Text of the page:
[Editor’s Note: This is the first of two articles on traveling in the wilderness as a trail runner. This first piece focuses on safety and preparedness, while the next covers wilderness ethics.]
I often tell people that my background as a long-distance backpacker was better training for ultrarunning than the 10 years I spent as a competitive track and cross-country runner. It’s only recently, however, that I realized this is true in multiple ways. It’s not just the mental ability to break big tasks (and distances) into smaller ones that ultrarunning and backpacking have in common. Both also involve a lot of time in the wilderness. When you’re running 20 to 30 miles, you’re getting deeper into the wilderness than many weekend backpackers.
It stands to reason, then, that trail runners, and ultrarunners especially, should have the same knowledge base as all wilderness travelers. However, many people did not find their way into this sport through a background in wilderness travel and adventure; they got here because of a love of running.
My husband, whom I met when we worked together as climbing and canoeing guides back in the 1990s, initially scratched his head at this. After witnessing more than one occasion when I had to give advice, instruction, and/or appropriate gear to one of my running partners, he wondered, “Isn’t this stuff just common sense?”
But the truth is, it’s not. What feels like common sense to someone who has spent most of his life either taking outdoor courses, planning wilderness trips with friends, or guiding expeditions into remote regions, is unknown territory to a runner without that background.
Not only do I think there is a knowledge gap among some of the trail running community, but I also think many of these runners who lack a wilderness background don’t recognize its importance. I adore my running community, and I always believe that every runner has the best of intentions, but I have witnessed runners turn their noses up at maps; leave their toilet paper, gum, and food on the trail; feed wildlife; and start a long run into a snowstorm wearing too-little clothing. These things break my heart.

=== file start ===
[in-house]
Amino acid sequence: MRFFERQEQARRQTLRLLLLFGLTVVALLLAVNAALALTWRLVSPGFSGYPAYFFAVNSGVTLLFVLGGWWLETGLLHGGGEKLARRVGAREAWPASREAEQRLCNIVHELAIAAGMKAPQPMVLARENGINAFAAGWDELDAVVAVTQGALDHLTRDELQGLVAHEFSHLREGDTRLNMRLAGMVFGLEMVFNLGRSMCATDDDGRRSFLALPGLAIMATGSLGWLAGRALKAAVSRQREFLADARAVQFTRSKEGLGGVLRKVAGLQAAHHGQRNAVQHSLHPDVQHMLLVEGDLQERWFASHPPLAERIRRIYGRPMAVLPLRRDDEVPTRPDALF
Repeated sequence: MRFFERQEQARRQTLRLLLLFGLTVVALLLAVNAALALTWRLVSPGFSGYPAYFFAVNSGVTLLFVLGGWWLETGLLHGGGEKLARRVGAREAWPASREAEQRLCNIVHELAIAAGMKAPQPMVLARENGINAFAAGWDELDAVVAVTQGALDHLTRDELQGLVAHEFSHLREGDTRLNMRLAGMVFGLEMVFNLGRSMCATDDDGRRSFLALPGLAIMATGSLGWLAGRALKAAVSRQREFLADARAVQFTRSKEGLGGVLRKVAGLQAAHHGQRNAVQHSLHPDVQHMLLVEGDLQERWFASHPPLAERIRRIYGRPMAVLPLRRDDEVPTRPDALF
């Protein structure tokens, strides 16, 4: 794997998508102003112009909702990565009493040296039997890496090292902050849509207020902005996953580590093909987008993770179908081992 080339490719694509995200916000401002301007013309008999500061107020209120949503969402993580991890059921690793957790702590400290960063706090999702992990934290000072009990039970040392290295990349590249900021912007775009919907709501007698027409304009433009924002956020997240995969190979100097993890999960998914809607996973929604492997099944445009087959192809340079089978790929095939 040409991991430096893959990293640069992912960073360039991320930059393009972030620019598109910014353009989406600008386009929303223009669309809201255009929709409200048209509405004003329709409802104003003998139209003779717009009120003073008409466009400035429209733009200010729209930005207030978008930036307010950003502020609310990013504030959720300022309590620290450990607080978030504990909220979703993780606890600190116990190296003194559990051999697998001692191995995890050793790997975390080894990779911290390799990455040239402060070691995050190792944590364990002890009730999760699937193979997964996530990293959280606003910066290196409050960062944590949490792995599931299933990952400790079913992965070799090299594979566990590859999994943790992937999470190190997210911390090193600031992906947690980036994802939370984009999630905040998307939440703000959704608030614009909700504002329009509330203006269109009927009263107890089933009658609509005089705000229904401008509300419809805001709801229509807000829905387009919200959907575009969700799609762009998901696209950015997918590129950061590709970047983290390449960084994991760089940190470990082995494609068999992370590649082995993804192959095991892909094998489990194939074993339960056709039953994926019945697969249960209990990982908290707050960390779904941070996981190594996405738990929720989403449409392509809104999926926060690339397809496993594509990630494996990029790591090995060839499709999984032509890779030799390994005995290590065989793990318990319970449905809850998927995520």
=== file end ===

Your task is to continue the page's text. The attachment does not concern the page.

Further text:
It’s for this reason that I want to share some of my knowledge here, so that all runners can assess, and perhaps improve, their skills, and then head into the wilderness both safely and ethically.
In spite of the title of this article, it is by no means all encompassing. This is merely an overview of many of the things you should know and understand, with the onus on you to educate yourself further. It is important for all of us to travel the trails as safely as possible, and to be stewards of these beautiful landscapes.
So what do I mean when I talk about “wilderness”? Federally designated wilderness areas, such as the Boundary Waters Canoe Area Wilderness in Minnesota, are lands that have our nation’s highest level of protection. Please don’t confuse this official term with my liberal use of the word “wilderness.” When it comes to safety and preparedness, I am definitely moving beyond this definition to include any area where you might be without immediate help in an emergency. Much of the advice I am about give could be applied to shorter trails (five to 10 miles) in areas not considered to be remote, while all of it should be weighed when heading to lightly traveled areas with the intent of covering 20 to 30 (or more!) miles. Please consider the hazards presented by the specific area as well as your own limits.
Where You’re Going
Research Your Route
One of the first and most important steps to being prepared is researching your route. For many of us, this is also part of the fun. There is little more exciting than when dreaming becomes planning and an epic run is realized. Some important tools for research are maps, guidebooks, and websites with route-specific information.
Often the most helpful sources in researching a route are other runners. They can give you details that may be unclear from a map or guidebook, such as knowledge of unmarked trails, water sources, hazardous creek crossings, and how long you can really expect to spend on trail. Nearly every time I plan to head into the wilderness on an adventure in an area that is new to me, I ask questions of as many people as I can. Frequently, their advice has proven to be invaluable.
Tell a Friend
Whenever you go for a run, you should be sure to tell someone where you’re going and about how long you’ll be gone. How many details you decide to give depends on your route. If you’re just headed out for your standard Friday-morning run with the boys, your wife probably already knows where you are and when to expect you back. If you’re headed out for a full day on the trails, you should write down details such as your trailhead, route, expected finishing point, and expected return time. If someone needs to call in the cavalry to help you, they’ll have a much better chance of finding you with that information in hand.